3. What businesses does the CTA apply to? While the statute explicitly applies to corporations and LLCs, Treasury regulations may extend the CTA’s reach to partnerships and trusts. The statute does not apply to publicly traded companies, heavily regulated companies (e.g., banks and credit unions), and companies with at least 20 full-time employees that reported more than $5 million in gross receipts on prior tax returns. The CTA also authorizes Treasury to create additional exemptions.
  4. When will this statute take affect? Treasury has until January 1, 2022, to adopt regulations concerning this bill. Private companies formed on or after this date will have to provide this information at the time of formation. Companies formed before this date will have a longer period after adoption to file their reports.
  5. Are there penalties if you fail to comply? Yes, there are penalties for noncompliance. These include civil penalties up to $500 per day, and criminal penalties of up to $10,000 and up to two years in prison.

If you think the Corporate Transparency Act may apply to you, be sure to talk to an attorney to clarify. And if it does apply to your business, be sure that you review and enhance your compliance processes so that you report all required information to FinCEN. 

We will keep you updated as Treasury releases more information and clarifies regulations. Please don’t hesitate to contact the attorneys at Jones Obenchain with any questions.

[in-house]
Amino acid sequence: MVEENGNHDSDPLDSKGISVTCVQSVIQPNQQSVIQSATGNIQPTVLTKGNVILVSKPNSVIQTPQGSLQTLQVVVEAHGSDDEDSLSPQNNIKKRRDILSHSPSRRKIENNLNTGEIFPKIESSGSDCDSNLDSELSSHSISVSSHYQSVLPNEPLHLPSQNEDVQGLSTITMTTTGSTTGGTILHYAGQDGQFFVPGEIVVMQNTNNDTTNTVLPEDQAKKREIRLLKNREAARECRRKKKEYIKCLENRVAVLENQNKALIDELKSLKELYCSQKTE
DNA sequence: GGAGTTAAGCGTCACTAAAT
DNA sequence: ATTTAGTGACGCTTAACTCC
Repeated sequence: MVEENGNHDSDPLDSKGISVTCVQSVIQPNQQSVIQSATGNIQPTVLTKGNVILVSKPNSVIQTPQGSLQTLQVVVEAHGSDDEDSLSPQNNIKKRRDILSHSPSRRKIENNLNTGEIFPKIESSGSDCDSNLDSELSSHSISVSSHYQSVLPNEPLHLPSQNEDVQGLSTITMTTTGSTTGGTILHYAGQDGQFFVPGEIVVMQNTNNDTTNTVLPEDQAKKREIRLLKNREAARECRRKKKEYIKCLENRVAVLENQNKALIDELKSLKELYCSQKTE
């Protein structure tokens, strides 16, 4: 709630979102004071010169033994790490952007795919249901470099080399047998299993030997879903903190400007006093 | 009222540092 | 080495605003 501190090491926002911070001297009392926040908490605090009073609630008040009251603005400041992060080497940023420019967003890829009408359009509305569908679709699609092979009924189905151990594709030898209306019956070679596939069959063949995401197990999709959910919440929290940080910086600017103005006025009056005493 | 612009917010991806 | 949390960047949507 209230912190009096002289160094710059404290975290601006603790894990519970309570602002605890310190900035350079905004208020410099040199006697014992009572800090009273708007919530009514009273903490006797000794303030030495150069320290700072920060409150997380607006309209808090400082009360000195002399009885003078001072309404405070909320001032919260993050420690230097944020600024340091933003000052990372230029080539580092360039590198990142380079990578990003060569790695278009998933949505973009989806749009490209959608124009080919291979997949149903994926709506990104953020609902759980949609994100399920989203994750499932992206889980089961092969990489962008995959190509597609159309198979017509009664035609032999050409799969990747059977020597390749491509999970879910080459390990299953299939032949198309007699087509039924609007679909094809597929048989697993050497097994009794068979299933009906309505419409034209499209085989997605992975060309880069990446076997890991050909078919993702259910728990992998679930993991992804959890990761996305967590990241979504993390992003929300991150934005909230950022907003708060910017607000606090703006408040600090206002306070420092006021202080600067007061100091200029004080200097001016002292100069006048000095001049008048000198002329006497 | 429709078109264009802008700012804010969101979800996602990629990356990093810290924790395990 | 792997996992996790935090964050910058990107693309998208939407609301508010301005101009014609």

Illegal Job Interview Questions: What You Can and Can’t Ask Candidates

The economy is starting to recover and that means businesses are beginning to hire again. Excellent news! But you’re probably aware that there are certain questions that are illegal for an employer to ask during a job interview. you may be wondering, as an employer or job candidate, what questions are proper to ask in a job interview? And which ones aren’t? The questions you ask during an interview matter. Of course, this can be tricky as interviewers juggle the task of ensuring they do not ask any questions that solicit information from a candidate that could be used to discriminate against them. 

Questions related to a candidate’s age, medical information, height, weight, race/ethnicity/color, gender/sex, citizenship, religion, disability, medical status, marital/family status, or pregnancy could open your business up to a discrimination lawsuit. Some lawsuits have cost businesses millions of dollars. We’ve outlined some guidance on legal vs. illegal job interview questions, including additional considerations for COVID-19.